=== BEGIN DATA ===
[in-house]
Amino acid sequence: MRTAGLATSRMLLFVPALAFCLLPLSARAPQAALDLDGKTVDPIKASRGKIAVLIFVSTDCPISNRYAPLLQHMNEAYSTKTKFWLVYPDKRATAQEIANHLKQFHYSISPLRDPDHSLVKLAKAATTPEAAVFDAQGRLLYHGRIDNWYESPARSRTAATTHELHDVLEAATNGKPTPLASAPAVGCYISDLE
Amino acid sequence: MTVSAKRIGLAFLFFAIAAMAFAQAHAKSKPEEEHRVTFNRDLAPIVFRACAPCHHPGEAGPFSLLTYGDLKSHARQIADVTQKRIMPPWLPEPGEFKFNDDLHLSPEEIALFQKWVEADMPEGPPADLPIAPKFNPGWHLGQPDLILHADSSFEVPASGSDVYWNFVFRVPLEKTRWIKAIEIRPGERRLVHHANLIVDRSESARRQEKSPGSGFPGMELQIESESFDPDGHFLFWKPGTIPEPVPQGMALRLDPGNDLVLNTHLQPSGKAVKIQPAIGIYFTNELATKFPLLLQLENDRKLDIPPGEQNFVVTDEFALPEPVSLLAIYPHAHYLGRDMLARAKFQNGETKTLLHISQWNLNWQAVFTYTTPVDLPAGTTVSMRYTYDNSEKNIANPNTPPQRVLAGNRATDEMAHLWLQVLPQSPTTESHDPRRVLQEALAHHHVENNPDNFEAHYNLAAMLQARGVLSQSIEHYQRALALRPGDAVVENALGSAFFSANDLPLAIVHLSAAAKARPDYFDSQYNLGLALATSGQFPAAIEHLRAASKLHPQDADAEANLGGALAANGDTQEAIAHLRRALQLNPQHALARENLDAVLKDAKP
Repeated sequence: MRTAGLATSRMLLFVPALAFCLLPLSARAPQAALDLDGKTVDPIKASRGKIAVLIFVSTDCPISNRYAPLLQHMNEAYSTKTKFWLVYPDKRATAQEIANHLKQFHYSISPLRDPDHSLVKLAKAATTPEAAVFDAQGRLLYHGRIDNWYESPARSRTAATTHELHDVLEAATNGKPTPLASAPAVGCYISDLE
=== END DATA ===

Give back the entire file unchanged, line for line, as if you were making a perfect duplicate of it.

[in-house]
Amino acid sequence: MRTAGLATSRMLLFVPALAFCLLPLSARAPQAALDLDGKTVDPIKASRGKIAVLIFVSTDCPISNRYAPLLQHMNEAYSTKTKFWLVYPDKRATAQEIANHLKQFHYSISPLRDPDHSLVKLAKAATTPEAAVFDAQGRLLYHGRIDNWYESPARSRTAATTHELHDVLEAATNGKPTPLASAPAVGCYISDLE
Amino acid sequence: MTVSAKRIGLAFLFFAIAAMAFAQAHAKSKPEEEHRVTFNRDLAPIVFRACAPCHHPGEAGPFSLLTYGDLKSHARQIADVTQKRIMPPWLPEPGEFKFNDDLHLSPEEIALFQKWVEADMPEGPPADLPIAPKFNPGWHLGQPDLILHADSSFEVPASGSDVYWNFVFRVPLEKTRWIKAIEIRPGERRLVHHANLIVDRSESARRQEKSPGSGFPGMELQIESESFDPDGHFLFWKPGTIPEPVPQGMALRLDPGNDLVLNTHLQPSGKAVKIQPAIGIYFTNELATKFPLLLQLENDRKLDIPPGEQNFVVTDEFALPEPVSLLAIYPHAHYLGRDMLARAKFQNGETKTLLHISQWNLNWQAVFTYTTPVDLPAGTTVSMRYTYDNSEKNIANPNTPPQRVLAGNRATDEMAHLWLQVLPQSPTTESHDPRRVLQEALAHHHVENNPDNFEAHYNLAAMLQARGVLSQSIEHYQRALALRPGDAVVENALGSAFFSANDLPLAIVHLSAAAKARPDYFDSQYNLGLALATSGQFPAAIEHLRAASKLHPQDADAEANLGGALAANGDTQEAIAHLRRALQLNPQHALARENLDAVLKDAKP
Repeated sequence: MRTAGLATSRMLLFVPALAFCLLPLSARAPQAALDLDGKTVDPIKASRGKIAVLIFVSTDCPISNRYAPLLQHMNEAYSTKTKFWLVYPDKRATAQEIANHLKQFHYSISPLRDPDHSLVKLAKAATTPEAAVFDAQGRLLYHGRIDNWYESPARSRTAATTHELHDVLEAATNGKPTPLASAPAVGCYISDLE